Cumulonimbus clouds develop from Cumulus clouds, specifically, Cumulus Congestus. These clouds are massive, up to 35000 ft. in altitude. The cause of the familiar "anvil" cloud or "thunderhead" shape is the the cloud contains such great convection that its tops reach to the top of the troposphere at which point it levels off and begins to spread out. At some points, the rising air currents can reach speeds of 30 miles per hour, although 20 mph is more common.
The lifecycle of a typical cumulonimbus cloud begins in the early morning with cumulus humilius, the smallest form of cumulus clouds. With favorable conditions (as are often found on a warm summer day), this small cloud progresses through the phases of cumulus mediocris and cumulus congestus. Provided that there is some instability in the atmosphere, the cloud will then develop into the first phase of a thunderhead, cumulonimbus calvus.
Cumulonimbus Calvus clouds, though still the early stage of a thunderstorm, cause a great deal of turbulence because of the major convection currents. It usually contains rain and strong winds, sometimes quite strong, though the rain is usually only in the form of virga in less humid climates. In some cases, before it develops into a full fledged Cumulonimbus Incus cloud, it may develop a cloud phenomena called Pileus.
"Pileus" is the Latin word for "cap". Pileus is what occurs in storms whose updrafts exceed 20 mph. These strong updrafts cause a section of air to rise above the rest of the cloud, and in the cooler air above the other cloud, the moisture in the section of air condenses, forming a "cap." The Pileus cloud is eventually swallowed up by the expanding mass of the cloud. By this time, the cloud has generally acheived the status of Cumulonimbus Incus.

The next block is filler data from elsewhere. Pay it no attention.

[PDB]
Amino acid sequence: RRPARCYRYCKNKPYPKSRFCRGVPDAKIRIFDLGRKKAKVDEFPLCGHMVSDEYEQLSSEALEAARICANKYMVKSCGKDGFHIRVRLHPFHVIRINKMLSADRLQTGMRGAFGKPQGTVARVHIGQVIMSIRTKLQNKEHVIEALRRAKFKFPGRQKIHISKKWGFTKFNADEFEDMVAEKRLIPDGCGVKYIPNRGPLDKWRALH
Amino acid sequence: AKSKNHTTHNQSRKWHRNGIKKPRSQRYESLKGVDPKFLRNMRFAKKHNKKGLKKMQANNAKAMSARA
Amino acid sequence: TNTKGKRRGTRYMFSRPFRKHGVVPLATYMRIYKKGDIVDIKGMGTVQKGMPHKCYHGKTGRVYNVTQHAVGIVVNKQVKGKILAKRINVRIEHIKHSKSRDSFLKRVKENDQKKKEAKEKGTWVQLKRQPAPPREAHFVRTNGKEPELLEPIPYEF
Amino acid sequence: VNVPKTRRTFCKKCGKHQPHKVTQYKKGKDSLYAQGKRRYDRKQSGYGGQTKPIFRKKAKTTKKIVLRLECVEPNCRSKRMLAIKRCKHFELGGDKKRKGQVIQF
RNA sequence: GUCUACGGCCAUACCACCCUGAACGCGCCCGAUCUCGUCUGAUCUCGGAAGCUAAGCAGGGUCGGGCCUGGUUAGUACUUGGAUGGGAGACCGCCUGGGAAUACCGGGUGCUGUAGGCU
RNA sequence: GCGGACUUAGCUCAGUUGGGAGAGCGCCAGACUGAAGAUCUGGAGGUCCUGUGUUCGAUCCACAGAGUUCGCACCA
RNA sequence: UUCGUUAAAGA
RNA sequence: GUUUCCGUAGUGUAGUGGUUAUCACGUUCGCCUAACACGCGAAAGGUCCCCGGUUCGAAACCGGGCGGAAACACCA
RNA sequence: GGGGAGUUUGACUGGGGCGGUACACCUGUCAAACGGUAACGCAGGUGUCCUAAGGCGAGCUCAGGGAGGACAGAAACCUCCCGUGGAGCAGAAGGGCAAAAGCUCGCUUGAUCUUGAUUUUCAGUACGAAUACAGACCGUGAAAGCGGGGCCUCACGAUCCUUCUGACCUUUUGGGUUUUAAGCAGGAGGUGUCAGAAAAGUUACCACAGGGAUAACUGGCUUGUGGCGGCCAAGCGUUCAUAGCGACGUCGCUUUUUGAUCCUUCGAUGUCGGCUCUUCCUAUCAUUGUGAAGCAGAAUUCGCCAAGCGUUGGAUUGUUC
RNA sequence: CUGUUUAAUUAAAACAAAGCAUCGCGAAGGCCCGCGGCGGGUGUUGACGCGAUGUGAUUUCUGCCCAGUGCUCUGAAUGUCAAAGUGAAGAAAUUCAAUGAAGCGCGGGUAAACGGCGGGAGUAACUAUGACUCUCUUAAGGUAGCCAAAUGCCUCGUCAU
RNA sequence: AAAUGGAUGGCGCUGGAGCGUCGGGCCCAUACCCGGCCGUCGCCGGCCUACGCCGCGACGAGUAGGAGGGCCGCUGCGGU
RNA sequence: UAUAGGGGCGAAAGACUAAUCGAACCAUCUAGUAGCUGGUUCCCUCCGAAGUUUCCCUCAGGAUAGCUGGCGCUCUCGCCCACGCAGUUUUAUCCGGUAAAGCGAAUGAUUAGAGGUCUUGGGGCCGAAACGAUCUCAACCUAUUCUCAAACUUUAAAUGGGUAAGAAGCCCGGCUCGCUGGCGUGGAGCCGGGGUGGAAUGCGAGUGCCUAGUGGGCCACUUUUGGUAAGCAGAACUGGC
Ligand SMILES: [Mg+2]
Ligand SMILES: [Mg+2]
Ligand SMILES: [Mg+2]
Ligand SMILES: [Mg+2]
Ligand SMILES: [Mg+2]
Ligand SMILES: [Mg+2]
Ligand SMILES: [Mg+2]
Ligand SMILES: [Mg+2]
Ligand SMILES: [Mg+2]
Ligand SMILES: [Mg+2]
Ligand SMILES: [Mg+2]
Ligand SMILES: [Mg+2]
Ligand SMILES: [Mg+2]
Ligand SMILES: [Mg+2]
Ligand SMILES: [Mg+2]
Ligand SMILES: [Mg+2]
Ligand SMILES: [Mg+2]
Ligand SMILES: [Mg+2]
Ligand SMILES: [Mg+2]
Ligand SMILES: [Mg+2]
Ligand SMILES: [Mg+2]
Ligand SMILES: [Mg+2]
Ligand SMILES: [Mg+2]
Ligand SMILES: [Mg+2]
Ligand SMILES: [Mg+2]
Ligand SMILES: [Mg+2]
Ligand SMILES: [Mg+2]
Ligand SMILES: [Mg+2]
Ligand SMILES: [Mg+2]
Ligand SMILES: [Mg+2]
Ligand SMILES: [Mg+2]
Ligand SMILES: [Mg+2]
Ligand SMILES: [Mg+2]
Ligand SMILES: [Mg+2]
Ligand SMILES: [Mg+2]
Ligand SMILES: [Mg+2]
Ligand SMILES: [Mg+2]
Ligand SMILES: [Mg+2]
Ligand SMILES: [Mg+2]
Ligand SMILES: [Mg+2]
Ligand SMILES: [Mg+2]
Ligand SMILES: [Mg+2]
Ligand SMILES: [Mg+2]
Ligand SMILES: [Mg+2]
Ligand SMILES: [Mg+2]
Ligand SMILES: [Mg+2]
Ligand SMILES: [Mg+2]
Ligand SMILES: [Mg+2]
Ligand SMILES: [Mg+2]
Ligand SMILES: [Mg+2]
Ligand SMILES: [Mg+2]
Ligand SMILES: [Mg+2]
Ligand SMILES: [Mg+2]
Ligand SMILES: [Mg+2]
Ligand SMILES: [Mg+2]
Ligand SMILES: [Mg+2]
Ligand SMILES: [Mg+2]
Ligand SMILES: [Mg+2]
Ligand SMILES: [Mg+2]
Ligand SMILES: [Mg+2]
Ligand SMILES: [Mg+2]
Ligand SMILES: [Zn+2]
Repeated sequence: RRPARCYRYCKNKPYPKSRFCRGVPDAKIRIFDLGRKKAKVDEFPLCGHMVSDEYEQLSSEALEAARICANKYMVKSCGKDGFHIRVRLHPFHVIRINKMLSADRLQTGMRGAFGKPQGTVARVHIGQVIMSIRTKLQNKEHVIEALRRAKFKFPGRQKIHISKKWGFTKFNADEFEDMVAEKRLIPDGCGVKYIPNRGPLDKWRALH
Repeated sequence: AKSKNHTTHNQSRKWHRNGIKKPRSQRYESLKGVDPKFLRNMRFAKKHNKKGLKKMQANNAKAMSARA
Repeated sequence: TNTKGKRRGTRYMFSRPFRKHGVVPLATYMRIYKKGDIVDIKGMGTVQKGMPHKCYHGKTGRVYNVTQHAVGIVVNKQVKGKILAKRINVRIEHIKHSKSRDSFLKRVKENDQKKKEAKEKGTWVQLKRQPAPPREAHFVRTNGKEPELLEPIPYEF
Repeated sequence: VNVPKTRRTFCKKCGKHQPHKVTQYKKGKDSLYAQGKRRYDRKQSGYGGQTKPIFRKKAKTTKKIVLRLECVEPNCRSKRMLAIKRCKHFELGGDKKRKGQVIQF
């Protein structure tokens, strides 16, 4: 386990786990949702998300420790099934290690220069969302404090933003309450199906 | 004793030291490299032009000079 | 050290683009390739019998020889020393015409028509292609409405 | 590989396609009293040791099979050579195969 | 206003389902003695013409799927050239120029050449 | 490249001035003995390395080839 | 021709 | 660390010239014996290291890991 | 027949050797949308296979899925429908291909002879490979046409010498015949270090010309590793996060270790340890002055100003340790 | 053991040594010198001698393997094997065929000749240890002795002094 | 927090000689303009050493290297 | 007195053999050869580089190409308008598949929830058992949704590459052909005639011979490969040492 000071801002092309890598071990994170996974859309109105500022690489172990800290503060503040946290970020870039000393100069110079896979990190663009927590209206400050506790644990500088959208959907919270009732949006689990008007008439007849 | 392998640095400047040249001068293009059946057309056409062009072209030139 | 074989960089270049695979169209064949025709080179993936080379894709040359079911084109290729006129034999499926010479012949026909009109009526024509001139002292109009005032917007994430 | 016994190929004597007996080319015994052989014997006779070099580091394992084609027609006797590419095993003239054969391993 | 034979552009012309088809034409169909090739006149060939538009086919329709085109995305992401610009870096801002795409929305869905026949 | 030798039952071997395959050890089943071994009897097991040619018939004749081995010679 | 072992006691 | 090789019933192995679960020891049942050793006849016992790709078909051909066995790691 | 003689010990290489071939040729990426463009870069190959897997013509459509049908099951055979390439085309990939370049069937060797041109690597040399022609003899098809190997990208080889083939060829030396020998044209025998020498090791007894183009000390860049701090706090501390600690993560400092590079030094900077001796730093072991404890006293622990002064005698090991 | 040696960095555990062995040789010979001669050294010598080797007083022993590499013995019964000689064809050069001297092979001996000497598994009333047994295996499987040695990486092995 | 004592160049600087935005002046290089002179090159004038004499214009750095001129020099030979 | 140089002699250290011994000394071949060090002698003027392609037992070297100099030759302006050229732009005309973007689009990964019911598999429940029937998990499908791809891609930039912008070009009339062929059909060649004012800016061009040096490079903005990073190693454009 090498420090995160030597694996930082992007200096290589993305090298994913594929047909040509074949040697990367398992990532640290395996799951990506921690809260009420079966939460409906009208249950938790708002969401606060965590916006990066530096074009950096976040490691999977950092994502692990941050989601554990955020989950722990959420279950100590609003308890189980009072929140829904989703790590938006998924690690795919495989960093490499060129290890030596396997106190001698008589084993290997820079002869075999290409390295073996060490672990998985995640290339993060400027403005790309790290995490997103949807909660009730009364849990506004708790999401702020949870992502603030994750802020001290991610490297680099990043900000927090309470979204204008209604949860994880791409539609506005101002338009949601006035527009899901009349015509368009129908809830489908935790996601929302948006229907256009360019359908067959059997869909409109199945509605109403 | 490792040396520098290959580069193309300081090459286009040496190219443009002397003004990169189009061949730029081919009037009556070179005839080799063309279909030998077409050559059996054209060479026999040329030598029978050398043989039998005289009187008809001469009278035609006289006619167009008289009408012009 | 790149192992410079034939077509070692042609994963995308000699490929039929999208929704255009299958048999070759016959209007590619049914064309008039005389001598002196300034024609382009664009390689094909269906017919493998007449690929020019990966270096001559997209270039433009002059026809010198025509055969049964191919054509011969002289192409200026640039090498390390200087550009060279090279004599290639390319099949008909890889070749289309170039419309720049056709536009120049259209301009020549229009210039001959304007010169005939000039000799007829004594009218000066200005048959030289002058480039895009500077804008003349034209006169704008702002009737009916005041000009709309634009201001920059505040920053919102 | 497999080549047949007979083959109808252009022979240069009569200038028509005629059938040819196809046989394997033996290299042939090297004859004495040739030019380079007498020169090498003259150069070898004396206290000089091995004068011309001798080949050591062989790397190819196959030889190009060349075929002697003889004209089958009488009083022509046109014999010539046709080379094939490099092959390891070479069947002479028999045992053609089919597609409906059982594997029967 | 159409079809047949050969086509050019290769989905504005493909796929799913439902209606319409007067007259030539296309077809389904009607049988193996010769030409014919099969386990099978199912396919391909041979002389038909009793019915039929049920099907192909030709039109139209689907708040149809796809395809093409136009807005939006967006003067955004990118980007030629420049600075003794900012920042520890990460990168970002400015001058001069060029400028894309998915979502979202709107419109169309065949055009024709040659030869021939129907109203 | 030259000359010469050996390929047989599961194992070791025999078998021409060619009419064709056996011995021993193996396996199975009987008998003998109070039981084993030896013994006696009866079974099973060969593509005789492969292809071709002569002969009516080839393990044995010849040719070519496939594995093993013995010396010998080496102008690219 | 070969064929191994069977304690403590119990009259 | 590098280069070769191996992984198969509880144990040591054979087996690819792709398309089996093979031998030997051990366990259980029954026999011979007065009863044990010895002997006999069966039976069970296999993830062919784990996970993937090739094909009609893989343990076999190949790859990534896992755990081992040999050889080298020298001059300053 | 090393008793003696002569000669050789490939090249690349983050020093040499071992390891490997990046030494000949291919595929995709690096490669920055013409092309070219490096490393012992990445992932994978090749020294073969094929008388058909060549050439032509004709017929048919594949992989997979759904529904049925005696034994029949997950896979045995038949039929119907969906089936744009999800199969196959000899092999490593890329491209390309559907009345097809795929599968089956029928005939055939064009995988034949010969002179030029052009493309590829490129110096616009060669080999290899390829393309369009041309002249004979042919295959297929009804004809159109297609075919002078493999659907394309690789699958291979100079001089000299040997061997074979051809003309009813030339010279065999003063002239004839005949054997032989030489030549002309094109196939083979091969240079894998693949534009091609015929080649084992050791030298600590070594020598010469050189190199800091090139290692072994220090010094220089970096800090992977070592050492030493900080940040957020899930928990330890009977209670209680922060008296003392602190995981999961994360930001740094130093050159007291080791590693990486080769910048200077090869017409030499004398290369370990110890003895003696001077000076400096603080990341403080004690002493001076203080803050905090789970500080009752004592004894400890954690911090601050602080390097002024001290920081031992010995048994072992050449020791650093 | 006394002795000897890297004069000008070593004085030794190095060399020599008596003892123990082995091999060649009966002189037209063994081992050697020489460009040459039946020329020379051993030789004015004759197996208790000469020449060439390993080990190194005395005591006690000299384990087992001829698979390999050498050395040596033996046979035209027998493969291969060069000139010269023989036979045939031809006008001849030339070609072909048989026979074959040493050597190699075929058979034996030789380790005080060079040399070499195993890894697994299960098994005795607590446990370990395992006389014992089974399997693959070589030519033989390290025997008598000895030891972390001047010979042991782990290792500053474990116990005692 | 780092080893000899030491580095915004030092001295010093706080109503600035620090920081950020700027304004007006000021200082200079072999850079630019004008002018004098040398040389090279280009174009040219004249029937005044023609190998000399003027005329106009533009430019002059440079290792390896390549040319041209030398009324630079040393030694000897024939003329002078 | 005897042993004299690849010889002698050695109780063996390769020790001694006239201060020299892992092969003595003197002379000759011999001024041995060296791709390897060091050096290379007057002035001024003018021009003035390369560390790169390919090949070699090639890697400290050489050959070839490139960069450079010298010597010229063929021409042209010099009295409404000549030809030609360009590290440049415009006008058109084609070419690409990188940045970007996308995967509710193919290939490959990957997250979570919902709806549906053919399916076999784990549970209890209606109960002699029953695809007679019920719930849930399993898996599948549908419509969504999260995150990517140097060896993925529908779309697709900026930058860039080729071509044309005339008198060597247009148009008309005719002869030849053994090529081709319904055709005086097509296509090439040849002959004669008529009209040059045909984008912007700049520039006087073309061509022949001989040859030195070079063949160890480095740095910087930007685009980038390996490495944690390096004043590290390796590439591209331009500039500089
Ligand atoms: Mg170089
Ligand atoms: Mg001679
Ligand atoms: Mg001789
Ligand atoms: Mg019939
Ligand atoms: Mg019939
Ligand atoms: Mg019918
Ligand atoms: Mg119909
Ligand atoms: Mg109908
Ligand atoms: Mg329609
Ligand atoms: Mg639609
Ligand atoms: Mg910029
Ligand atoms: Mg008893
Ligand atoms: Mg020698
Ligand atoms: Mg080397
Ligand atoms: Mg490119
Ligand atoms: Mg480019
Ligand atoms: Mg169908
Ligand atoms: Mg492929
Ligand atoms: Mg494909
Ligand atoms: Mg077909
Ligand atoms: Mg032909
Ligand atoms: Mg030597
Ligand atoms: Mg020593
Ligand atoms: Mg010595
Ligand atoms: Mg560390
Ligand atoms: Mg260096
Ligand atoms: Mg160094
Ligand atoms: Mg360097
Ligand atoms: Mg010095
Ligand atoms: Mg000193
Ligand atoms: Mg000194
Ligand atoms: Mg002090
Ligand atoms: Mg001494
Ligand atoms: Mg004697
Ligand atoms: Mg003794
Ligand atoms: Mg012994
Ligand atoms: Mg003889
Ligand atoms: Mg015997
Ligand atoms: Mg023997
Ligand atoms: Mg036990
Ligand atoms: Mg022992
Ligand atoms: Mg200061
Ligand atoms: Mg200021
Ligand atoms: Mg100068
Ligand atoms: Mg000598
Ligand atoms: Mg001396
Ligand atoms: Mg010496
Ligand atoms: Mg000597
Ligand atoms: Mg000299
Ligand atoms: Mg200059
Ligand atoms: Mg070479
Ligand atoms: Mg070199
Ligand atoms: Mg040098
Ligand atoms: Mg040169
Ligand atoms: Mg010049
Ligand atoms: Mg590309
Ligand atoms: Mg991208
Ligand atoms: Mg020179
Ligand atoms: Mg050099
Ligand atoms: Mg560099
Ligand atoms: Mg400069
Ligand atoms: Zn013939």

"Incus" is Latin for "anvil." Although typically only 35,000 to 40,000 feet in height, in tropical areas, the height can be as much as 60,000 feet. The cloud has the distinctive anvil shape, that most people recognize from the summer days. The shape is caused by the sheer height of the clouds, reaching into the lower part of the stratosphere. Here, temperatures actually begin to rise from the chilly -70 degree temperatures (farenheit). This stops the updrafts from actually bringing the cloud up further, and has the effect of spreading it along the boundary of the stratosphere. These types of cumulonimbus clouds contain not only heavy rain, but also hail, lightning, tornadoes, and even damaging microbursts.
One formation that can indicate a particularly severe thunderstorm is mammatus clouds. These appear on the underside of the cloud's anvil, and appears to be a large group of bumps hanging from the cloud. Instability within the anvil, caused by the updrafts reaching the stratopshere, leads to air moving downward, creating this formation. These clouds usually indicate severe turbulence, as well as being a precursor to tornadic activity.
And, on a weather map, a cumulonimbus incus cloud indicated on a weather map with a symbol that looks like this:
, ' ' ,
And a thunderstorm is indicated with this symbol:
With an arrow on the bottom of the slanted part, in order to indicate lightning